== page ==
BOOK REVIEW: Effective C#, Second Edition [Addison Wesley]

Peter reviews Bill Wagner's latest title, Effective C#

When I first started reading this book, my initial impression was that it was somewhat simplistic. But when I continued past the first few items, that impression quickly disappeared. I've been using C# since the very first edition of .NET and Visual Studio which was distributed at the PDC 2000 in Orlando. I continue to read books on the language to hone and improve my skills, but this is the first of Bill Wagner's books I've read, and it is really first -rate.

Bill has identified 50 different areas in which you can improve your usage of the C# language, and this includes new features of C# 4.0. This is not a language tutorial book - you can get that from other books. What it does instead is to focus on important specific areas and provide solid, concrete concepts and techniques to help you improve your coding style and technique. For me, that started with item #4, "Use conditional Attributes" -- something that up to now, I have not done.

As you progress through the book, you'll probably want to earmark certain areas that you'll want to be able to refer back to in the near future for further study.

Among other notable inclusions, the section on "Smaller Functions" and the JIT'er really opened my eyes and made me start to think.

Just to give you a quick overview of the content "by example" I reproduce the Table of Contents below:

Chapter 1: C# Language Idioms 1
Item 1: Use Properties Instead of Accessible Data Members 1
Item 2: Prefer readonly to const 8
Item 3: Prefer the is or as Operators to Casts 12
Item 4: Use Conditional Attributes Instead of #if 20
Item 5: Always Provide ToString() 28
Item 6: Understand the Relationships Among the Many Different Concepts of Equality 36
Item 7: Understand the Pitfalls of GetHashCode() 44
Item 8: Prefer Query Syntax to Loops 51
Item 9: Avoid Conversion Operators in Your APIs 56
Item 10: Use Optional Parameters to Minimize Method Overloads 60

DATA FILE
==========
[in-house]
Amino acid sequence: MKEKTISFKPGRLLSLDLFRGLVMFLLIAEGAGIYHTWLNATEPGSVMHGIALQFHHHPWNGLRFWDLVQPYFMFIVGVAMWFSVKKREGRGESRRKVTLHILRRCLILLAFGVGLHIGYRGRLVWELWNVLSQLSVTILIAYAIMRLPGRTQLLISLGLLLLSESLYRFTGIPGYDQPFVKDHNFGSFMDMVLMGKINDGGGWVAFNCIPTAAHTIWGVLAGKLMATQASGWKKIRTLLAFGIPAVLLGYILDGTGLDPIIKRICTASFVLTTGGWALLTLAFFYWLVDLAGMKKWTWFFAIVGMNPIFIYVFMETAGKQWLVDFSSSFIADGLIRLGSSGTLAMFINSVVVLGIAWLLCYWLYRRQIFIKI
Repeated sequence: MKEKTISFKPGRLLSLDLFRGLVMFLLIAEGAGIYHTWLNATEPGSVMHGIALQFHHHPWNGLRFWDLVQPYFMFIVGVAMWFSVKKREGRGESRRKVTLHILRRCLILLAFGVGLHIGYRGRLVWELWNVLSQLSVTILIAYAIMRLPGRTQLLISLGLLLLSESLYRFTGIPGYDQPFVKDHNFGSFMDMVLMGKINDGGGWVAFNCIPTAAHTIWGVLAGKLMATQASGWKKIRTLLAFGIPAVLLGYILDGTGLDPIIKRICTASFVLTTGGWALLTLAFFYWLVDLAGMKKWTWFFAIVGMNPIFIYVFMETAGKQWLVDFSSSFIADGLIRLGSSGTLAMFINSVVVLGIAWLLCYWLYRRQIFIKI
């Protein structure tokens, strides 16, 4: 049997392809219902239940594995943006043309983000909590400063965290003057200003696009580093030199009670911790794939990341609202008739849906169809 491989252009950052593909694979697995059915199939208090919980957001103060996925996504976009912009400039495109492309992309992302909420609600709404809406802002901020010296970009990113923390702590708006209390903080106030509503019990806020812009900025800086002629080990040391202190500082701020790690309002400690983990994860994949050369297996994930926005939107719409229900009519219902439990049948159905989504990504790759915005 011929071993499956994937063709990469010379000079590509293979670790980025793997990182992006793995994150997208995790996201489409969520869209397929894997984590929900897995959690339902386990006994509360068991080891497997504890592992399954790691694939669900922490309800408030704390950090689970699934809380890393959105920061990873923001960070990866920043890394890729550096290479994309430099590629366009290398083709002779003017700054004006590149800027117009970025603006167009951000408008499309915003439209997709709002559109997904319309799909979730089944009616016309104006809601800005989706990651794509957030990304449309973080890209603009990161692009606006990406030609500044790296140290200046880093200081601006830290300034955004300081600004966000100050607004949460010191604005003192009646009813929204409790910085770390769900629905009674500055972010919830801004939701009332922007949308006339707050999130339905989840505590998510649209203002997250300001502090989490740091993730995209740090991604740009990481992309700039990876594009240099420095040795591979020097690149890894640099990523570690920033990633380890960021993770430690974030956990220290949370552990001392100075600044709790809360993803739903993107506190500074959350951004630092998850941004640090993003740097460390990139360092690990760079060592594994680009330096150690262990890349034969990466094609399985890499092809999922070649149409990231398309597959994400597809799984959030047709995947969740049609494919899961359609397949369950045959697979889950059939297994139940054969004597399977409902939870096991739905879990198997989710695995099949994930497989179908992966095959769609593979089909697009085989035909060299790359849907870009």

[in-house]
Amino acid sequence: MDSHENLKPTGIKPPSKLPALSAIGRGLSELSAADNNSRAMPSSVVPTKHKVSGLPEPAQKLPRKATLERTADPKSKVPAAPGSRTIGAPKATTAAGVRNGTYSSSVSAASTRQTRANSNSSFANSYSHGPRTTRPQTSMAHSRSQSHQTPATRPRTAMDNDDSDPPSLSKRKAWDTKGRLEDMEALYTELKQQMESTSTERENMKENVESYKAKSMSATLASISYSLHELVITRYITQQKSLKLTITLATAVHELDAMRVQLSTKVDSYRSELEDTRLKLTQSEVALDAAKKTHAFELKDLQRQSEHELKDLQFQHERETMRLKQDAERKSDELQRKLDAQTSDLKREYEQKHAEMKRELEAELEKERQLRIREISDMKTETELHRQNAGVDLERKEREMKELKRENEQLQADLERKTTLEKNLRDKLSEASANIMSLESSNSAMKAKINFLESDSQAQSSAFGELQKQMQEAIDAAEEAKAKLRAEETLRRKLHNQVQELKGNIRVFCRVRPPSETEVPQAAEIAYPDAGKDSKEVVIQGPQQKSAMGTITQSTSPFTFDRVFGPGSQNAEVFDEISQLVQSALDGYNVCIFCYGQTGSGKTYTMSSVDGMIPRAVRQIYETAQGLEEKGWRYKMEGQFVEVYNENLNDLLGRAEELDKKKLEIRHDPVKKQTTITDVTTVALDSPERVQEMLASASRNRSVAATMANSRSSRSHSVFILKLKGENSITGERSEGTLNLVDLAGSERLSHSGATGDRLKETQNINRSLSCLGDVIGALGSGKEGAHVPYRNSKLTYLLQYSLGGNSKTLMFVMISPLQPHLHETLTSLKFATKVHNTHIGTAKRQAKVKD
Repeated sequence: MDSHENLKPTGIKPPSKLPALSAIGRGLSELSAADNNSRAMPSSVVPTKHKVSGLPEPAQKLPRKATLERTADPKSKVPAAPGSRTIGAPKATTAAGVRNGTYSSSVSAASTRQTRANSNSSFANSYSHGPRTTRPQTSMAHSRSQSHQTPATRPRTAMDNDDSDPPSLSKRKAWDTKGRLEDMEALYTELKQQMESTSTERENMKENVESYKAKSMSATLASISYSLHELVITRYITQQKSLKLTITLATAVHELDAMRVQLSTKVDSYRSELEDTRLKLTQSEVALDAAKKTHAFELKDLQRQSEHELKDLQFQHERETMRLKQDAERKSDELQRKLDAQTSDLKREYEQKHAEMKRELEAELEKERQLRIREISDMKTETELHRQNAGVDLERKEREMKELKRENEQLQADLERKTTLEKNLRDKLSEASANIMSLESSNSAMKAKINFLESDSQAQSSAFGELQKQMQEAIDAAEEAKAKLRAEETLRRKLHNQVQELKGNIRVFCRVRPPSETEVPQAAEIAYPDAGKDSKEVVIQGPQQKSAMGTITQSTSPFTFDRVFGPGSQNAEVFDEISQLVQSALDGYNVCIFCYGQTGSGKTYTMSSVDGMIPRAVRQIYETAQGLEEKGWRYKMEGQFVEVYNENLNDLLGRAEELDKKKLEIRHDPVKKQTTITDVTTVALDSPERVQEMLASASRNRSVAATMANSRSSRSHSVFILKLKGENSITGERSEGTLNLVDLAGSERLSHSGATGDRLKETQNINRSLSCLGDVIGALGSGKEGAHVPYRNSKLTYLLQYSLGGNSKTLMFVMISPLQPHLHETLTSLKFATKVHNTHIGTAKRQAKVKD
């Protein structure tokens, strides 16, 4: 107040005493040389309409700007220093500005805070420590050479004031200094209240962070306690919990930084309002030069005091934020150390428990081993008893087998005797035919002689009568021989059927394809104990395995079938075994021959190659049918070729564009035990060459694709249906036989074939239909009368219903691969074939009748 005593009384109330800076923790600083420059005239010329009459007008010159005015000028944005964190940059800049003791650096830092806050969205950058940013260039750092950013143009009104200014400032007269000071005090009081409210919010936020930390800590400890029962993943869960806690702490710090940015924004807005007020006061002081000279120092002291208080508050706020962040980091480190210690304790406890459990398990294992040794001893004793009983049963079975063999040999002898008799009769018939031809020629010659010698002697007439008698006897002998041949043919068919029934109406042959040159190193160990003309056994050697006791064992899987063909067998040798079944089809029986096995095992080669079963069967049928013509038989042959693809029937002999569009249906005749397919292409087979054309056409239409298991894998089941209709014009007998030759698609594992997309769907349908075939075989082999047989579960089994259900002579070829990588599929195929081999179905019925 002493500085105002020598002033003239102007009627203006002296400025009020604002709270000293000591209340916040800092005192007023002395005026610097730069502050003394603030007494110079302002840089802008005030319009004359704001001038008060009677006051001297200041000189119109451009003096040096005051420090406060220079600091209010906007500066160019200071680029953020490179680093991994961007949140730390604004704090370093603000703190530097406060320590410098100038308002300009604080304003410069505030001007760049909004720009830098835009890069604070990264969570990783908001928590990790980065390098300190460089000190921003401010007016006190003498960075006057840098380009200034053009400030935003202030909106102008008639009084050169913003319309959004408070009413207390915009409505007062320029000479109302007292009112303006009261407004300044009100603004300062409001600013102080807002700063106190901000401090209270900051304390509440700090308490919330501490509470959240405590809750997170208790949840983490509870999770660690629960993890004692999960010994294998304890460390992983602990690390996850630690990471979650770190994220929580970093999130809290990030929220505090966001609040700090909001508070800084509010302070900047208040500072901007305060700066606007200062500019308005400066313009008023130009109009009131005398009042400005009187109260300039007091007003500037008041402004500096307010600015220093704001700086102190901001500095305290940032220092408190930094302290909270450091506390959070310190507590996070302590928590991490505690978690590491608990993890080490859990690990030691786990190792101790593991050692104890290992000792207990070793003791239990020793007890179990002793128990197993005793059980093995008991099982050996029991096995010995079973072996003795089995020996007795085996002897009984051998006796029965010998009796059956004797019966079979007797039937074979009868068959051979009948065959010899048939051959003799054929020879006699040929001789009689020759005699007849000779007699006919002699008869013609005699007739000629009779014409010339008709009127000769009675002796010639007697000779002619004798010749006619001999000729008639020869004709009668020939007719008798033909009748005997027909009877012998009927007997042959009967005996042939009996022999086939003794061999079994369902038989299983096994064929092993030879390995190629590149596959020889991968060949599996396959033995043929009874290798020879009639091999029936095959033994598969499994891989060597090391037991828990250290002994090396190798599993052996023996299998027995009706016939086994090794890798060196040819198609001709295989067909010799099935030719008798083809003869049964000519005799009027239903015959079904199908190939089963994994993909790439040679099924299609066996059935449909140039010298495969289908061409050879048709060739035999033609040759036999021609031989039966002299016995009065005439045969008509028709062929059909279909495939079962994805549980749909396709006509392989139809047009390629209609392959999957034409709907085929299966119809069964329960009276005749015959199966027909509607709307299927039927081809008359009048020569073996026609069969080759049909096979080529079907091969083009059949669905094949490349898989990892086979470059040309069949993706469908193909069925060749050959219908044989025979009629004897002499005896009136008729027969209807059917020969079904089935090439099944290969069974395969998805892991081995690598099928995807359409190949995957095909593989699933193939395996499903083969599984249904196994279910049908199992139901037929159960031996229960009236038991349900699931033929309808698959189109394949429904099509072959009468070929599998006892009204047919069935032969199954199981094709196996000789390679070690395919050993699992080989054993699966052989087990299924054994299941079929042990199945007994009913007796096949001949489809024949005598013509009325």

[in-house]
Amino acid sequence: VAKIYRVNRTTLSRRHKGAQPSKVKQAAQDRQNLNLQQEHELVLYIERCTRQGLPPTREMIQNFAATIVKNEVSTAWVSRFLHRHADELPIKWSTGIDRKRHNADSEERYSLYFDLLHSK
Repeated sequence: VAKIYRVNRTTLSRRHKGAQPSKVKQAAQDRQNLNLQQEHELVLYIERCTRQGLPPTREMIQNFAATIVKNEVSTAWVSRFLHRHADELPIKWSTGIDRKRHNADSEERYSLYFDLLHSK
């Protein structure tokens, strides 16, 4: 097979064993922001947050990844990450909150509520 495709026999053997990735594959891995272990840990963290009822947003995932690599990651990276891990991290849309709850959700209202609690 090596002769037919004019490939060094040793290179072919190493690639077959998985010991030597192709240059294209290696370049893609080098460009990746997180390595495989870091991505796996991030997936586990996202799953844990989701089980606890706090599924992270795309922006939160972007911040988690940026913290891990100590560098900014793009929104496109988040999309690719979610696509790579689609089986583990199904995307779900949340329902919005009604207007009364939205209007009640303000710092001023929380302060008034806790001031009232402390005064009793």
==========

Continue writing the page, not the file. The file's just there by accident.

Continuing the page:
Item 11: Understand the Attraction of Small Functions 64

Chapter 2: .NET Resource Management 69
Item 12: Prefer Member Initializers to Assignment Statements 74
Item 13: Use Proper Initialization for Static Class Members 77
Item 14: Minimize Duplicate Initialization Logic 79
Item 15: Utilize using and try/finally for Resource Cleanup 87
Item 16: Avoid Creating Unnecessary Objects 94
Item 17: Implement the Standard Dispose Pattern 98
Item 18: Distinguish Between Value Types and Reference Types 104
Item 19: Ensure That 0 Is a Valid State for Value Types 110
Item 20: Prefer Immutable Atomic Value Types 114

Chapter 3: Expressing Designs in C# 125
Item 21: Limit Visibility of Your Types 126
Item 22: Prefer Defining and Implementing Interfaces to Inheritance 129
Item 23: Understand How Interface Methods Differ from Virtual Methods 139
Item 24: Express Callbacks with Delegates 143
Item 25: Implement the Event Pattern for Notifications 146
Item 26: Avoid Returning References to Internal Class Objects 154
Item 27: Prefer Making Your Types Serializable 157
Item 28: Create Large-Grain Internet Service APIs 166
Item 29: Support Generic Covariance and Contravariance 171

Chapter 4: Working with the Framework 179
Item 30: Prefer Overrides to Event Handlers 179
Item 31: Implement Ordering Relations with IComparable<T> and IComparer<T> 183
Item 32: Avoid ICloneable 190
Item 33: Use the new Modifier Only to React to Base Class Updates 194
Item 34: Avoid Overloading Methods Defined in Base Classes 198
Item 35: Learn How PLINQ Implements Parallel Algorithms 203
Item 36: Understand How to Use PLINQ for I/O Bound Operations 215
Item 37: Construct Parallel Algorithms with Exceptions in Mind 220

Chapter 5: Dynamic Programming in C# 227
Item 38: Understand the Pros and Cons of Dynamic 227
Item 39: Use Dynamic to Leverage the Runtime Type of Generic Type Parameters 236
Item 40: Use Dynamic for Parameters That Receive Anonymous Types 239
Item 41: Use DynamicObject or IDynamicMetaObjectProvider for Data-Driven Dynamic Types 243
Item 42: Understand How to Make Use of the Expression API 254
Item 43: Use Expressions to Transform Late Binding into Early Binding 261
Item 44: Minimize Dynamic Objects in Public APIs 267

Chapter 6: Miscellaneous 275
Item 45: Minimize Boxing and Unboxing 275
Item 46: Create Complete Application-Specific Exception Classes 279
Item 47: Prefer the Strong Exception Guarantee 284
Item 48: Prefer Safe Code 294
Item 49: Prefer CLS-Compliant Assemblies 298
Item 50: Prefer Smaller, Cohesive Assemblies 303

Effective C# - 50 Specific Ways to Improve Your C# is not a big book - it's 328 pages including index. But it is loaded with valuable information that you'll use and refer back to frequently. This book is designed for intermediate to advanced level C# programmers - novices will find the content too challenging to be of immediate use.

I recommend this book to any professsional C# programmer beyond the beginner level who wants to advance their knowledge and skill. As with books like "C# 4.0 In a Nutshell", Bill's book has earned the right to sit on my desk so that I can grab it quickly. Sticker price, $39.99.

By Peter Bromberg   Popularity  (2765 Views)